Following on a proposal written by the consortium led by Professor Andrew Forbes from the Wits School of Physics, the DSI committed the first tranche of funding up until March 2025 to set up the South African Quantum Technologies Initiative (SA QuTI). It involves establishing quantum nodes at five centres – Wits University, the University of Zululand (UniZulu), Stellenbosch University, the University of Kwa-Zulu Natal (UKZN) and Cape Peninsula University of Technology (CPUT) – and eventually increasing the number of active centres across the country by finding and supporting new emerging quantum leaders.
“We managed to convince the government that quantum research is too important to leave to a small research group and that they should invest in a national programme,” says Forbes.
Forbes co-drafted the national initiative document with inputs from all the national nodes, which was adopted by the government last year. While South Africa is not the first country to adopt a quantum policy, Forbes believes this move put the country on the “quantum map”.
“It means we can drive the technology and get many quantum nodes up to scratch,” says Forbes, adding that the emphasis is on “quantum technology”, rather than “quantum science”.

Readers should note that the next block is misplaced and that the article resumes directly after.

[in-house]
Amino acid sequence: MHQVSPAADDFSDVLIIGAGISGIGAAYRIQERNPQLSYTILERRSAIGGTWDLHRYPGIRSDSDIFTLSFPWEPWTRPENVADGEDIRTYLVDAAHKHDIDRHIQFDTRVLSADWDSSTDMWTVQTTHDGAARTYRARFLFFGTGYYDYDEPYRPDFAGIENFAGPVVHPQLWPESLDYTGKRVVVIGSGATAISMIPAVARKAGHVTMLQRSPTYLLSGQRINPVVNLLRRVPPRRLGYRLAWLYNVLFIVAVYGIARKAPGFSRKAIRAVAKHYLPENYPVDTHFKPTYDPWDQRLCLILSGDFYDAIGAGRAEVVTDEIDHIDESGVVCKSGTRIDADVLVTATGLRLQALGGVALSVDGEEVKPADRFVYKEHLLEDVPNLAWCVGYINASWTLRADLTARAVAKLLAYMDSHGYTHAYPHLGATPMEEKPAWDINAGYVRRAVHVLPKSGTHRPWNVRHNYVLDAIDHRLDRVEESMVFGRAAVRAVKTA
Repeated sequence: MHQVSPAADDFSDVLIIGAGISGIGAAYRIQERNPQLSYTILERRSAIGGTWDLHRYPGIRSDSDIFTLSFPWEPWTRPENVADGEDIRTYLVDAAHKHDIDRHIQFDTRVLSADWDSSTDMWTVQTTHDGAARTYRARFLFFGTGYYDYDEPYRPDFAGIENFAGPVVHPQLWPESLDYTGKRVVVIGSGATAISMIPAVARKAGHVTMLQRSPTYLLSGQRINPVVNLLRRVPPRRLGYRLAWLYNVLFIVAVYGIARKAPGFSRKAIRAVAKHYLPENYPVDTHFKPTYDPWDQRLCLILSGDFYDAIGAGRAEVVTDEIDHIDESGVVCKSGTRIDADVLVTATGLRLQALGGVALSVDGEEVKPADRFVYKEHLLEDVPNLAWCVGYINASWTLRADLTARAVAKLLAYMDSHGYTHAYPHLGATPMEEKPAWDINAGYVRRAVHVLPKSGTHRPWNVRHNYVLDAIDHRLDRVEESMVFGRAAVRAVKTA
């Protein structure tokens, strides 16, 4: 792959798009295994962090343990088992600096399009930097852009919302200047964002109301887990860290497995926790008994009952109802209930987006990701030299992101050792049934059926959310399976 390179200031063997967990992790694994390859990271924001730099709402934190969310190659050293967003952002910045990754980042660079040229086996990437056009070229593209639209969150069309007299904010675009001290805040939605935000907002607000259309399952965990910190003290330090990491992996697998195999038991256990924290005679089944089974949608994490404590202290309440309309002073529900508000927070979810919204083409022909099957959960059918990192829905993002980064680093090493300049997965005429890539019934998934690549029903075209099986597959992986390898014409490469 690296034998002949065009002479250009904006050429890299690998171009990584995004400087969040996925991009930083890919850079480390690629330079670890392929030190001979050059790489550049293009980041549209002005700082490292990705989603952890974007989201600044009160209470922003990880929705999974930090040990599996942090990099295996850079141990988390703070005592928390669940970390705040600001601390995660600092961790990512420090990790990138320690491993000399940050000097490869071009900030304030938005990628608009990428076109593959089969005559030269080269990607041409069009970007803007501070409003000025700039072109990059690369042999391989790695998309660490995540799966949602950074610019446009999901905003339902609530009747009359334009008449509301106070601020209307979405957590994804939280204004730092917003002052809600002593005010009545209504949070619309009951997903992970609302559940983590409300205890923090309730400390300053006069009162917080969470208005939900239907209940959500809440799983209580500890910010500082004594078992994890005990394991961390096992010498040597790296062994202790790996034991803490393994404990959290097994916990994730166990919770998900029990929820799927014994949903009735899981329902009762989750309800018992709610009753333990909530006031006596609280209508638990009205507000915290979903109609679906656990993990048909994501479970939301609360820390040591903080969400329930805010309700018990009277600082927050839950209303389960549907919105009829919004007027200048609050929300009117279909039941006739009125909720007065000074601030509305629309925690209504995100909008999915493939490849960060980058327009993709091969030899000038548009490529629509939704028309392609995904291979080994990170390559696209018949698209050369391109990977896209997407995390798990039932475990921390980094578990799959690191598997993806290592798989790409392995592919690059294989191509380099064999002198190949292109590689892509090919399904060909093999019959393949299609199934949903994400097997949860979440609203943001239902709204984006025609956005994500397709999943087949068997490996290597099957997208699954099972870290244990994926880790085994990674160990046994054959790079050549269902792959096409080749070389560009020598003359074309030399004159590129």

“The aim is to develop people who can do something with the science, so that we can be part of the quantum revolution and develop a quantum economy,” he says.
Wits University will manage the project, and administer and distribute the funding, while strengthening other research nodes with existing quantum projects, such as Stellenbosch University, the CPUT, UKZN and UniZulu. The aim will also be to start and support new nodes at other research institutions.
“The aim is to eventually have a well-established critical mass in the national quantum community and to work with government to draft new legislation, where it comes to quantum technologies.”
As an example, new legislation might be needed to govern the use of quantum computers to crack existing bank security codes. In a new quantum world, a bank would for instance not be able to say its systems are secure, if they are not “quantum secure”.
“The moment quantum computers can crack the code, current encryption systems are going to fail. You will need to have quantum security in place,” says Forbes.
The national quantum project will not be focussed on building quantum computer hardware, but will focus on writing software and building apps for quantum computers, as Forbes believes this is where South Africa can play a strategic role in the international quantum community.
“It is important to see this not as a physics initiative. We want to involve people with different skill sets, wherever they are so that we can build a vibrant quantum community and a viable quantum industry.”
The funding will have a special focus on human capital development, development of emerging leaders, access to quantum computers, and advocacy, as well as support for quantum communications and quantum sensing and metrology deployment through start-up entities.